Mathematical induction: cognitive and instructional considerations. (English)

Carlson, Marilyn P. (ed.) et al., Making the connection. Research and teaching in undergraduate mathematics education. Washington, DC: The Mathematical Association of America (MAA) (ISBN 978-0-88385-183-8/pbk). MAA Notes 73, 111-123 (2008).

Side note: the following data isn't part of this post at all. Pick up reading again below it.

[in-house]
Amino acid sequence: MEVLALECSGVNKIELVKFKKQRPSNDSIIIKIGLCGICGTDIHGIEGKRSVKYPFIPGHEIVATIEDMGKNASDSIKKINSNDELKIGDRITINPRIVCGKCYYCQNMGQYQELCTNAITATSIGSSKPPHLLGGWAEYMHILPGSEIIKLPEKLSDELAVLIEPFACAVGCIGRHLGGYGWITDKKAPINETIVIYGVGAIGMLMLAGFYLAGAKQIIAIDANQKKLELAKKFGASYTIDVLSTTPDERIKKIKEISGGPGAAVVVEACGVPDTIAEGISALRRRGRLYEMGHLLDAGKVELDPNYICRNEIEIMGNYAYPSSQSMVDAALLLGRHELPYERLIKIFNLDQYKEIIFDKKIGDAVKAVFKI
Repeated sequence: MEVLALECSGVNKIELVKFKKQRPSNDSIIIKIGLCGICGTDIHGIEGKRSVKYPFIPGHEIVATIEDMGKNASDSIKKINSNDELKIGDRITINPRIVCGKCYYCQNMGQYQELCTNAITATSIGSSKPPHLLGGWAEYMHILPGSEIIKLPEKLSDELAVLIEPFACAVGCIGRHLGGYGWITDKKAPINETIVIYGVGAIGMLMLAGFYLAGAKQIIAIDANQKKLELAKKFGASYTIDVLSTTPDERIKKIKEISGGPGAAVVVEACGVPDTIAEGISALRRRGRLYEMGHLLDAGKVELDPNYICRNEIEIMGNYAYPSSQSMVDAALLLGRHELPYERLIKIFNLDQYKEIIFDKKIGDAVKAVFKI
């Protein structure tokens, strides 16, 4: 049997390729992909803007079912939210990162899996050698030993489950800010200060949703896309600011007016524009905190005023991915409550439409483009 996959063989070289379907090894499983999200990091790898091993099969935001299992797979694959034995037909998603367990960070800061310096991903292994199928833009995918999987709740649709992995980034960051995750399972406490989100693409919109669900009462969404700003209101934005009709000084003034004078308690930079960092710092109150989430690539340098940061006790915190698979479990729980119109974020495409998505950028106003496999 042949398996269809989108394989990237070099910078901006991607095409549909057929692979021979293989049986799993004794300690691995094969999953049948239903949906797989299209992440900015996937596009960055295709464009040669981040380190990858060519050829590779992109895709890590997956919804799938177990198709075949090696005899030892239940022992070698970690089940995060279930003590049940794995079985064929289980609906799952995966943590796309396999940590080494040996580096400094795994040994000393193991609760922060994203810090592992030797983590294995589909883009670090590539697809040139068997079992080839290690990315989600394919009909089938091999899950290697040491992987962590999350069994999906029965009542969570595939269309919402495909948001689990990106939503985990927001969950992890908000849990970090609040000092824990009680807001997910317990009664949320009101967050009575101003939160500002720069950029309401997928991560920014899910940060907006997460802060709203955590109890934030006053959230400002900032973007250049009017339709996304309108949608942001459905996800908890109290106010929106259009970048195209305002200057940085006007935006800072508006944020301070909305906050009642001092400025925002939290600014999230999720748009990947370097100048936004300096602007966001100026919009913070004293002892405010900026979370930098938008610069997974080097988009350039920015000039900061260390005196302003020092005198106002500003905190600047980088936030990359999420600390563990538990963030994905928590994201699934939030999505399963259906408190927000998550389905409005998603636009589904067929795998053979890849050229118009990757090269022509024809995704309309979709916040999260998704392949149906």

From the text: The principle of mathematical induction (MI) is a prominent proof technique used to justify theorems involving properties of the set of natural numbers. The principle can be stated in different, yet equivalent, versions. The following are two versions common in textbooks: { indent=3cm \item {Version 1:} Let $S$ be a subset of $\Bbb N$ (the set of natural numbers). If the following two properties hold, then $S=\Bbb N$. } { indent=3.5cm\item{(i)}$l\in S.$ \item{(ii)}$k\in S,\text{ then }k+1\in S.$ } { indent=3cm \item{Version 2:} Suppose we have a sequence of mathematical statements $P(1),P(2),\dots$ (one for each natural number). If the following two properties hold, then for every $n\in\Bbb N$, $P(n)$ is true. } { indent=3.5cm\item{(i)} $P(1)\text{ is true.}$\item{(ii)}$\text{If }P(k)\text{ is true, then }P(k+1)\text{ is true.}$ } In this chapter, we explore students’ difficulties with MI when taught with the standard instructional treatment and we present results from our teaching experiments, which employed alternative instructional approaches. We begin by introducing a construct central to our work, the notion of a proof scheme. We then describe the standard instructional treatment of MI, pointing to its possible inadequacies. Drawing from our and others’ research on students’ difficulties with MI when taught with the standard instructional treatment, we demonstrate how many of these difficulties are indicative of students’ deficient proof schemes. Having described the standard instructional treatment and the related student difficulties, we proceed with an account of two independent, yet related, studies, [{\it G. Harel}, The development of mathematical induction as a proof scheme: a model for DNR-based instruction. Westport, CT: Ablex Publishing (2001)] and [{\it S. A. Brown}, The evolution of students’ understanding of mathematical induction: a teaching experiment. San Diego: University of California and San Diego State University (Diss.) (2003)]. After which, we present a synthesis of our results in the form of a three-stage model of students’ development of MI. We conclude with a summary and instructional recommendations.